The Crawfords filed suit in August 1993, alleging breach of express and implied warranties against Palm Harbor and All Star, and alleging that Palm Harbor, All Star, and Virgil Adams, Sr., had negligently or wantonly caused or allowed the mobile home to be set up improperly. The complaint was later amended to add claims against Cannon Manufactured Housing Group, All Star's parent company. The amended complaint also added claims alleging that Palm Harbor had intentionally or recklessly misrepresented that it would handle the delivery and setup of the Crawfords' home, and alleging that Palm Harbor and All Star had fraudulently suppressed the fact that the mobile home had been damaged.

In January 1995, All Star, Cannon, and Mr. Adams filed a motion to stay the trial pending arbitration of the claims against them according to the terms of the sales contract between All Star and Mr. Crawford. In March 1995, the trial court entered an order staying trial of the claims against All Star and Cannon, in favor of arbitration, and denying the stay as to Mr. Adams. However, in July 1995, the trial court also referred the Crawfords' claims against Mr. Adams to arbitration.

In August 1995, nearly eight months after All Star, Cannon, and Adams had moved for arbitration, and five months after the motion had been granted as to All Star and Cannon, Palm Harbor moved to compel arbitration. The trial court denied the motion; however, Palm Harbor did not file an interlocutory appeal of that ruling.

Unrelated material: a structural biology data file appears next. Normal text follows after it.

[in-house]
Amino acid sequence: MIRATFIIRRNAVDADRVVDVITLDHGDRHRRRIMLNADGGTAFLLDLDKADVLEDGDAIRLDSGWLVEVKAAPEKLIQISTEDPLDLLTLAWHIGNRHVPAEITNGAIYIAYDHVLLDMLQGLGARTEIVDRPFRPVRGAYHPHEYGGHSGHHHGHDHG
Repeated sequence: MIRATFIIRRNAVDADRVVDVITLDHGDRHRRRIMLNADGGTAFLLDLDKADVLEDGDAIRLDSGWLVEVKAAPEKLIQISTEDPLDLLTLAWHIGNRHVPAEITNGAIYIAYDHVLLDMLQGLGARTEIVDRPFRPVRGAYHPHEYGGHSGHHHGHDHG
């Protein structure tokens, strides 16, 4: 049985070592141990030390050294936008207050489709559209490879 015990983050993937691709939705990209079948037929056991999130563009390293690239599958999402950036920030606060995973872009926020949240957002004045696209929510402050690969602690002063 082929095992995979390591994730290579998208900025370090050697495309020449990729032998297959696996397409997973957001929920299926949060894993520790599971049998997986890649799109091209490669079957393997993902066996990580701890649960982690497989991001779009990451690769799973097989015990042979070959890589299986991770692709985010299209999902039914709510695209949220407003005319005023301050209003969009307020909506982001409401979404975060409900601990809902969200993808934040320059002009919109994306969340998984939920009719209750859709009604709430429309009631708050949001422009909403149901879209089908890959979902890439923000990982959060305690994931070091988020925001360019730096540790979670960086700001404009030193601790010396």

The Crawfords then filed a second amended complaint, alleging several counts against Palm Harbor: (1) breach of implied and express warranties (as to both Mr. and Mrs. Crawford), 1 (2) fraudulent misrepresentation that it would handle the delivery and setup of the mobile home (as to Mr. Crawford), (3) fraudulent suppression of the fact that the home had been damaged (as to Mr. Crawford), and (4) fraudulent misrepresentation that the home was free of defects and had been constructed in compliance with federal standards (as to Mr. Crawford). The Crawfords sought compensatory and punitive damages.

The case went to trial in November 1995. Palm Harbor moved for a directed verdict at the close of the Crawfords' evidence and again at the close of all evidence. The trial court denied the motions and submitted the case to the jury. The jury returned two verdicts: a general verdict in favor of Mr. Crawford awarding $63,000 in compensatory damages and $1,000,000 in punitive damages, and a verdict in favor of Mrs. Crawford on her breach of warranty claims awarding $50,000 in compensatory damages for emotional distress and physical injury. 2 The trial court entered a judgment based on the verdicts. Palm Harbor then moved for a J.N.O.V., a new trial, or remittitur. Following a Hammond 3 hearing, the trial court denied Palm Harbor's post-judgment motions. Palm Harbor appeals.